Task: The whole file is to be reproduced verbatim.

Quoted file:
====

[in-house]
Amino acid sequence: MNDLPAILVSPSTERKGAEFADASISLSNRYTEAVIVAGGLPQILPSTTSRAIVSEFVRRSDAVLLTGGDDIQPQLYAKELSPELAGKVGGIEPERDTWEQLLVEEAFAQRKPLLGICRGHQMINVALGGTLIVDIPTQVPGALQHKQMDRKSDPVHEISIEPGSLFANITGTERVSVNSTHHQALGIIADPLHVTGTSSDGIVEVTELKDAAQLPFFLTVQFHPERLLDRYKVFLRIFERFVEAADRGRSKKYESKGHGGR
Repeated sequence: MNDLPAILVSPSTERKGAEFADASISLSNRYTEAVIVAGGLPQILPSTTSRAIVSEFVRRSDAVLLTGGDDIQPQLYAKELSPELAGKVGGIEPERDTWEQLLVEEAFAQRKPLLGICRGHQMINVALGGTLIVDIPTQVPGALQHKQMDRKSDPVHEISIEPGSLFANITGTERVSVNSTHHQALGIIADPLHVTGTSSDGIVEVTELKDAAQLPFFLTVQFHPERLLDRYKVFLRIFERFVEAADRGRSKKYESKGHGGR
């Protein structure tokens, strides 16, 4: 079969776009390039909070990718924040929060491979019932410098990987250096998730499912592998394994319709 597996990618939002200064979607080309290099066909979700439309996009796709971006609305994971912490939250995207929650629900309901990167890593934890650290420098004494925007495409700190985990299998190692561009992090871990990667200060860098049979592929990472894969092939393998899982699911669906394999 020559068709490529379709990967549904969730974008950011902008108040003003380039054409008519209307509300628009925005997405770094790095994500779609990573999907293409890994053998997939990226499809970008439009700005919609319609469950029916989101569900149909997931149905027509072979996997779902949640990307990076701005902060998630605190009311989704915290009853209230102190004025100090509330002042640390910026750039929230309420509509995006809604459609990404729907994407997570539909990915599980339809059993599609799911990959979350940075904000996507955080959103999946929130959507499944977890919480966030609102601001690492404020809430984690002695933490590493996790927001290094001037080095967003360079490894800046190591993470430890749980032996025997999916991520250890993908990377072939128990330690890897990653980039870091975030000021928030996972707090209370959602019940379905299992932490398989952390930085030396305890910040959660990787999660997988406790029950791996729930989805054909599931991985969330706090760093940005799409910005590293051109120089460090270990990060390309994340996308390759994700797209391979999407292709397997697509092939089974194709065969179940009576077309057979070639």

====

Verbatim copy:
[in-house]
Amino acid sequence: MNDLPAILVSPSTERKGAEFADASISLSNRYTEAVIVAGGLPQILPSTTSRAIVSEFVRRSDAVLLTGGDDIQPQLYAKELSPELAGKVGGIEPERDTWEQLLVEEAFAQRKPLLGICRGHQMINVALGGTLIVDIPTQVPGALQHKQMDRKSDPVHEISIEPGSLFANITGTERVSVNSTHHQALGIIADPLHVTGTSSDGIVEVTELKDAAQLPFFLTVQFHPERLLDRYKVFLRIFERFVEAADRGRSKKYESKGHGGR
Repeated sequence: MNDLPAILVSPSTERKGAEFADASISLSNRYTEAVIVAGGLPQILPSTTSRAIVSEFVRRSDAVLLTGGDDIQPQLYAKELSPELAGKVGGIEPERDTWEQLLVEEAFAQRKPLLGICRGHQMINVALGGTLIVDIPTQVPGALQHKQMDRKSDPVHEISIEPGSLFANITGTERVSVNSTHHQALGIIADPLHVTGTSSDGIVEVTELKDAAQLPFFLTVQFHPERLLDRYKVFLRIFERFVEAADRGRSKKYESKGHGGR
């Protein structure tokens, strides 16, 4: 079969776009390039909070990718924040929060491979019932410098990987250096998730499912592998394994319709 597996990618939002200064979607080309290099066909979700439309996009796709971006609305994971912490939250995207929650629900309901990167890593934890650290420098004494925007495409700190985990299998190692561009992090871990990667200060860098049979592929990472894969092939393998899982699911669906394999 020559068709490529379709990967549904969730974008950011902008108040003003380039054409008519209307509300628009925005997405770094790095994500779609990573999907293409890994053998997939990226499809970008439009700005919609319609469950029916989101569900149909997931149905027509072979996997779902949640990307990076701005902060998630605190009311989704915290009853209230102190004025100090509330002042640390910026750039929230309420509509995006809604459609990404729907994407997570539909990915599980339809059993599609799911990959979350940075904000996507955080959103999946929130959507499944977890919480966030609102601001690492404020809430984690002695933490590493996790927001290094001037080095967003360079490894800046190591993470430890749980032996025997999916991520250890993908990377072939128990330690890897990653980039870091975030000021928030996972707090209370959602019940379905299992932490398989952390930085030396305890910040959660990787999660997988406790029950791996729930989805054909599931991985969330706090760093940005799409910005590293051109120089460090270990990060390309994340996308390759994700797209391979999407292709397997697509092939089974194709065969179940009576077309057979070639």